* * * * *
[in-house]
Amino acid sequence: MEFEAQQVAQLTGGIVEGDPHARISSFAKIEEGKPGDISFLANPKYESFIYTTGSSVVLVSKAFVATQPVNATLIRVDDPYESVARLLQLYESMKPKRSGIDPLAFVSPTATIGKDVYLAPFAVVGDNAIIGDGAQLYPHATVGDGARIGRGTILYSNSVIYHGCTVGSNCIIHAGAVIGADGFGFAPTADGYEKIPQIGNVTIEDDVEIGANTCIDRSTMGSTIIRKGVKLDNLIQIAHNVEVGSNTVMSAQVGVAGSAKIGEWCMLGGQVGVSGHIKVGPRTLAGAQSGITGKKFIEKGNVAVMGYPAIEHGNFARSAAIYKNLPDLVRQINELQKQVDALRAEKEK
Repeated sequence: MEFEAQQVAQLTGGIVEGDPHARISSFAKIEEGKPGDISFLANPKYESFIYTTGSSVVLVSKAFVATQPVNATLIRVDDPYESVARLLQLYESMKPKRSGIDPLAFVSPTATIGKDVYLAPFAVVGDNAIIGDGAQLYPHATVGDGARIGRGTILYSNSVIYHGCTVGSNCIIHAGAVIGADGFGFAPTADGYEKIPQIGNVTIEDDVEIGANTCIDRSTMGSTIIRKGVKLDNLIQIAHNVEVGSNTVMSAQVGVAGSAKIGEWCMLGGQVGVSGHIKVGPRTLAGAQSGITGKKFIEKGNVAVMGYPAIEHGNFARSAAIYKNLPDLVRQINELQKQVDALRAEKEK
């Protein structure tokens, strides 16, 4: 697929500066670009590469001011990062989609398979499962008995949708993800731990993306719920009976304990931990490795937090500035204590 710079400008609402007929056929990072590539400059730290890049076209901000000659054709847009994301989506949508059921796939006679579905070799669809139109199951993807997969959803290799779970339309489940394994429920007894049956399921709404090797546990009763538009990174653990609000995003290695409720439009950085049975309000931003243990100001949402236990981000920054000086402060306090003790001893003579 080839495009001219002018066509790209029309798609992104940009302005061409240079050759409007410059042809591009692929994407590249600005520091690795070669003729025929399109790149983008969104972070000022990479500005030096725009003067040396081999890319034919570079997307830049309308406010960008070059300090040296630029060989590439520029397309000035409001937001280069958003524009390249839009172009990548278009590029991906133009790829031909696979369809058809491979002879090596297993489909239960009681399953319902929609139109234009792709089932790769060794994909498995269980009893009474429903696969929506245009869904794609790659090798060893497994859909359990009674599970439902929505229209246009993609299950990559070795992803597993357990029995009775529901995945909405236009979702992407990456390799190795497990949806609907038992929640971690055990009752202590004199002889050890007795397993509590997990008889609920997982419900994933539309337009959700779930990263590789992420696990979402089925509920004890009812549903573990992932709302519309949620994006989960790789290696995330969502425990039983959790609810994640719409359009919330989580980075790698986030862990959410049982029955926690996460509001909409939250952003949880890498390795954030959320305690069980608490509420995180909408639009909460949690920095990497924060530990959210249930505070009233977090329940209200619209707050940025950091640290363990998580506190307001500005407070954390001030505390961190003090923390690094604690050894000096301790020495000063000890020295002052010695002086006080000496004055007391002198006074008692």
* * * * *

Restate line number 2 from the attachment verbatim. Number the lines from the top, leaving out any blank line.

Amino acid sequence: MEFEAQQVAQLTGGIVEGDPHARISSFAKIEEGKPGDISFLANPKYESFIYTTGSSVVLVSKAFVATQPVNATLIRVDDPYESVARLLQLYESMKPKRSGIDPLAFVSPTATIGKDVYLAPFAVVGDNAIIGDGAQLYPHATVGDGARIGRGTILYSNSVIYHGCTVGSNCIIHAGAVIGADGFGFAPTADGYEKIPQIGNVTIEDDVEIGANTCIDRSTMGSTIIRKGVKLDNLIQIAHNVEVGSNTVMSAQVGVAGSAKIGEWCMLGGQVGVSGHIKVGPRTLAGAQSGITGKKFIEKGNVAVMGYPAIEHGNFARSAAIYKNLPDLVRQINELQKQVDALRAEKEK